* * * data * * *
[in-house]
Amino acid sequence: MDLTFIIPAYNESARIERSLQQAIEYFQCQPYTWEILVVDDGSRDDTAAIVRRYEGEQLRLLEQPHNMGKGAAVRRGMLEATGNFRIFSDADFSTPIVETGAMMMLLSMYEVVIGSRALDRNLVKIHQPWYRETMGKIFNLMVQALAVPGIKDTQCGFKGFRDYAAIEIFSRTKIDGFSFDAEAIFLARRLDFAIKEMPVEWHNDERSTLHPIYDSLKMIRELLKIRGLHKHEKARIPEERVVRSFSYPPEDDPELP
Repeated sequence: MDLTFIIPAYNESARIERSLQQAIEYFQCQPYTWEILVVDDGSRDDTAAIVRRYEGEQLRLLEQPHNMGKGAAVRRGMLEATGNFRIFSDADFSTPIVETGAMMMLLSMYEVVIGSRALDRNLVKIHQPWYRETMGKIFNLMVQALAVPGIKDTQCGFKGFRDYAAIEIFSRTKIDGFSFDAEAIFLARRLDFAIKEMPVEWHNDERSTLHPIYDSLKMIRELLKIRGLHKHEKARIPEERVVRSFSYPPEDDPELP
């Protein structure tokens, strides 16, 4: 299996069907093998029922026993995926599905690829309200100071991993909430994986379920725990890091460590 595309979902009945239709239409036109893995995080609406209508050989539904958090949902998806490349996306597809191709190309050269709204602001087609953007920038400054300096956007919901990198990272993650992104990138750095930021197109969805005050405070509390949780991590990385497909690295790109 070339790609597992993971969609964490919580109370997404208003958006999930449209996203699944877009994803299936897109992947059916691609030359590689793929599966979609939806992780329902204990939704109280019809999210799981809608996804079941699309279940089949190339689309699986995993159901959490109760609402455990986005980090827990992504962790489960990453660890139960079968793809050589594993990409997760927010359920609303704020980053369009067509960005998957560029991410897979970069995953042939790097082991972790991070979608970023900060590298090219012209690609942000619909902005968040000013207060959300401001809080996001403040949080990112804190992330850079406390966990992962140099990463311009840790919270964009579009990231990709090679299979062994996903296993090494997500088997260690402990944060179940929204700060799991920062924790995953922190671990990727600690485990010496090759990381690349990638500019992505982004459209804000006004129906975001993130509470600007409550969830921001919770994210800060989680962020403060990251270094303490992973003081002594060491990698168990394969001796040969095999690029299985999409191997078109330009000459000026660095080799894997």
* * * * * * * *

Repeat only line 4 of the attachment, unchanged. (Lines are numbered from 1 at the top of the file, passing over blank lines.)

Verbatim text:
């Protein structure tokens, strides 16, 4: 299996069907093998029922026993995926599905690829309200100071991993909430994986379920725990890091460590 595309979902009945239709239409036109893995995080609406209508050989539904958090949902998806490349996306597809191709190309050269709204602001087609953007920038400054300096956007919901990198990272993650992104990138750095930021197109969805005050405070509390949780991590990385497909690295790109 070339790609597992993971969609964490919580109370997404208003958006999930449209996203699944877009994803299936897109992947059916691609030359590689793929599966979609939806992780329902204990939704109280019809999210799981809608996804079941699309279940089949190339689309699986995993159901959490109760609402455990986005980090827990992504962790489960990453660890139960079968793809050589594993990409997760927010359920609303704020980053369009067509960005998957560029991410897979970069995953042939790097082991972790991070979608970023900060590298090219012209690609942000619909902005968040000013207060959300401001809080996001403040949080990112804190992330850079406390966990992962140099990463311009840790919270964009579009990231990709090679299979062994996903296993090494997500088997260690402990944060179940929204700060799991920062924790995953922190671990990727600690485990010496090759990381690349990638500019992505982004459209804000006004129906975001993130509470600007409550969830921001919770994210800060989680962020403060990251270094303490992973003081002594060491990698168990394969001796040969095999690029299985999409191997078109330009000459000026660095080799894997």